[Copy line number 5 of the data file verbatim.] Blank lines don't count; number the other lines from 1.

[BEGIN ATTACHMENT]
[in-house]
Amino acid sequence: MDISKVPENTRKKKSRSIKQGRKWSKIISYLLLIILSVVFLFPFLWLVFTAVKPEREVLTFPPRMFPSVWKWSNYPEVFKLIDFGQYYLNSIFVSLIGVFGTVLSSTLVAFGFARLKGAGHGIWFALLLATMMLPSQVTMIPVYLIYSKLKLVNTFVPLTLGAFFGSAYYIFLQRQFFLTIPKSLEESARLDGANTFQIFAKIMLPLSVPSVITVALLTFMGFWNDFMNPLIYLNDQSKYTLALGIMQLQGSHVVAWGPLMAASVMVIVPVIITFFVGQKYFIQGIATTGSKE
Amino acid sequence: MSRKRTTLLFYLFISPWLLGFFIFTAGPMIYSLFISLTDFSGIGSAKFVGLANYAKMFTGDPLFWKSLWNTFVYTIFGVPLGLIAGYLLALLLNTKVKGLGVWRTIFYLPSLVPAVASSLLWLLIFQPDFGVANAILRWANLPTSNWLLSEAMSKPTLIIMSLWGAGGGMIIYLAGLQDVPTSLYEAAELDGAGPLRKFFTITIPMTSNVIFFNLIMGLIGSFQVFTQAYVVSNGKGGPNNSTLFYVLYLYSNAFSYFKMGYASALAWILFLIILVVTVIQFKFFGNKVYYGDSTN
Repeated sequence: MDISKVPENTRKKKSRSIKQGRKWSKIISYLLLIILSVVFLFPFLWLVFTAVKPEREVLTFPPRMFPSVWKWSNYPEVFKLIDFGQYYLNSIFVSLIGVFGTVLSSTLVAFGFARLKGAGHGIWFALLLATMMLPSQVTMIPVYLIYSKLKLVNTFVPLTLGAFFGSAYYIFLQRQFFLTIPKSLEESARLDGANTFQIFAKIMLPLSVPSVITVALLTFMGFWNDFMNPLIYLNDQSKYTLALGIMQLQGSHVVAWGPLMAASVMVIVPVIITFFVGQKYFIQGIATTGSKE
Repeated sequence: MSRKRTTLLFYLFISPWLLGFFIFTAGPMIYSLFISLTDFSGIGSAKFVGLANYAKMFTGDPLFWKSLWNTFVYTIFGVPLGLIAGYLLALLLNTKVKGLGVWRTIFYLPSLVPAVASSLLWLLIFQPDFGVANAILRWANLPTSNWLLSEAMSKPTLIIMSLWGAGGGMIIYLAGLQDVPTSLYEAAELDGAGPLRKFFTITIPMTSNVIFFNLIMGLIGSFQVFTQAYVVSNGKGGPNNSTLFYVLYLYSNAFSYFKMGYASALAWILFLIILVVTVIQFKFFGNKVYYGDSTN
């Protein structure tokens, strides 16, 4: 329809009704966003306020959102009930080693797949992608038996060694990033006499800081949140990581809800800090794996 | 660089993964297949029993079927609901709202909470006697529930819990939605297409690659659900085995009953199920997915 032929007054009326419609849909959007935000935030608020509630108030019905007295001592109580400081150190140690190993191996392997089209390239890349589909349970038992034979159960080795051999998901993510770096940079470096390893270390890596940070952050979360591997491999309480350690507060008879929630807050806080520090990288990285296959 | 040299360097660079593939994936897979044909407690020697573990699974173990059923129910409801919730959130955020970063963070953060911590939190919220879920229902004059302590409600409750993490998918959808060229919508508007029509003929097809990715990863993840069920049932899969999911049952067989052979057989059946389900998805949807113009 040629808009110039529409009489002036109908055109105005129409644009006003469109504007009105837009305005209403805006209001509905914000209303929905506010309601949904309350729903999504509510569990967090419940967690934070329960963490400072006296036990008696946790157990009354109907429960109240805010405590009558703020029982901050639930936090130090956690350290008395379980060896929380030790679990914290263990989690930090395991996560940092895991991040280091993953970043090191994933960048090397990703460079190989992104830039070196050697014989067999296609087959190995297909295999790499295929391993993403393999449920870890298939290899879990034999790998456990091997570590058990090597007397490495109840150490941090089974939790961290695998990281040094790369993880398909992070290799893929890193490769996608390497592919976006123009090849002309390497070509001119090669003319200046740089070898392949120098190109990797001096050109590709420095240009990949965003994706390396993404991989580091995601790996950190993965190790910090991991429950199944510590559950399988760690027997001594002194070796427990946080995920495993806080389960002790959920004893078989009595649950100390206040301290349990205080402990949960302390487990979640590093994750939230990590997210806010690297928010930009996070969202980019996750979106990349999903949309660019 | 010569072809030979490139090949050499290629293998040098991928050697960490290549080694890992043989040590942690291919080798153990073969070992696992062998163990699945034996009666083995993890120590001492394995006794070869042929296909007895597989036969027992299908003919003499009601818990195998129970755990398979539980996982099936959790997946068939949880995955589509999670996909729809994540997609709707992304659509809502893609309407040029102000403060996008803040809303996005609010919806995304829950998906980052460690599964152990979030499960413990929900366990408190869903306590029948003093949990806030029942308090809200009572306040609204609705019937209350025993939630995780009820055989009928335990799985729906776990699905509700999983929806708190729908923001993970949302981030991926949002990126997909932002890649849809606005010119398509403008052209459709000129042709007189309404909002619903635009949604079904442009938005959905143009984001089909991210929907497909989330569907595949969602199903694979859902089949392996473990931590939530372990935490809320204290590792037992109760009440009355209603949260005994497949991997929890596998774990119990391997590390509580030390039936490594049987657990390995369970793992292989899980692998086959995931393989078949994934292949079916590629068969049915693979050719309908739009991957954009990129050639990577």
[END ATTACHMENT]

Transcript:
Repeated sequence: MSRKRTTLLFYLFISPWLLGFFIFTAGPMIYSLFISLTDFSGIGSAKFVGLANYAKMFTGDPLFWKSLWNTFVYTIFGVPLGLIAGYLLALLLNTKVKGLGVWRTIFYLPSLVPAVASSLLWLLIFQPDFGVANAILRWANLPTSNWLLSEAMSKPTLIIMSLWGAGGGMIIYLAGLQDVPTSLYEAAELDGAGPLRKFFTITIPMTSNVIFFNLIMGLIGSFQVFTQAYVVSNGKGGPNNSTLFYVLYLYSNAFSYFKMGYASALAWILFLIILVVTVIQFKFFGNKVYYGDSTN